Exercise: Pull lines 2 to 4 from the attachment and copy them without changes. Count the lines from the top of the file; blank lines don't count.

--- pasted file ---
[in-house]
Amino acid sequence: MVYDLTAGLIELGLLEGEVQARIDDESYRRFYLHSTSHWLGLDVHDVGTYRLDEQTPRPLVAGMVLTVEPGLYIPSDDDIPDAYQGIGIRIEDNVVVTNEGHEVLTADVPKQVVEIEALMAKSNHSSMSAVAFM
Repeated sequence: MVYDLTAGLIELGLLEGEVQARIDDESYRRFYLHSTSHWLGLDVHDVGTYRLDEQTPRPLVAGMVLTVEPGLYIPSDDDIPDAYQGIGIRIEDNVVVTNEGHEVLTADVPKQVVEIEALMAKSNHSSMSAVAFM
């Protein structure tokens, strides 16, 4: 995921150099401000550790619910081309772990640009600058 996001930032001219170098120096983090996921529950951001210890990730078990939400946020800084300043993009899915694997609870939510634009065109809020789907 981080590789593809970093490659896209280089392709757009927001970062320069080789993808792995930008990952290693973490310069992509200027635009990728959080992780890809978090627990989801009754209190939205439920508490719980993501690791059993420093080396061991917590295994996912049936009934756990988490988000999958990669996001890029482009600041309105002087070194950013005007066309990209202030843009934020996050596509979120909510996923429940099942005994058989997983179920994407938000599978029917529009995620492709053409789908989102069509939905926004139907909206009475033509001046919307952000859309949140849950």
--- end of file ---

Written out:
Amino acid sequence: MVYDLTAGLIELGLLEGEVQARIDDESYRRFYLHSTSHWLGLDVHDVGTYRLDEQTPRPLVAGMVLTVEPGLYIPSDDDIPDAYQGIGIRIEDNVVVTNEGHEVLTADVPKQVVEIEALMAKSNHSSMSAVAFM
Repeated sequence: MVYDLTAGLIELGLLEGEVQARIDDESYRRFYLHSTSHWLGLDVHDVGTYRLDEQTPRPLVAGMVLTVEPGLYIPSDDDIPDAYQGIGIRIEDNVVVTNEGHEVLTADVPKQVVEIEALMAKSNHSSMSAVAFM
């Protein structure tokens, strides 16, 4: 995921150099401000550790619910081309772990640009600058 996001930032001219170098120096983090996921529950951001210890990730078990939400946020800084300043993009899915694997609870939510634009065109809020789907 981080590789593809970093490659896209280089392709757009927001970062320069080789993808792995930008990952290693973490310069992509200027635009990728959080992780890809978090627990989801009754209190939205439920508490719980993501690791059993420093080396061991917590295994996912049936009934756990988490988000999958990669996001890029482009600041309105002087070194950013005007066309990209202030843009934020996050596509979120909510996923429940099942005994058989997983179920994407938000599978029917529009995620492709053409789908989102069509939905926004139907909206009475033509001046919307952000859309949140849950």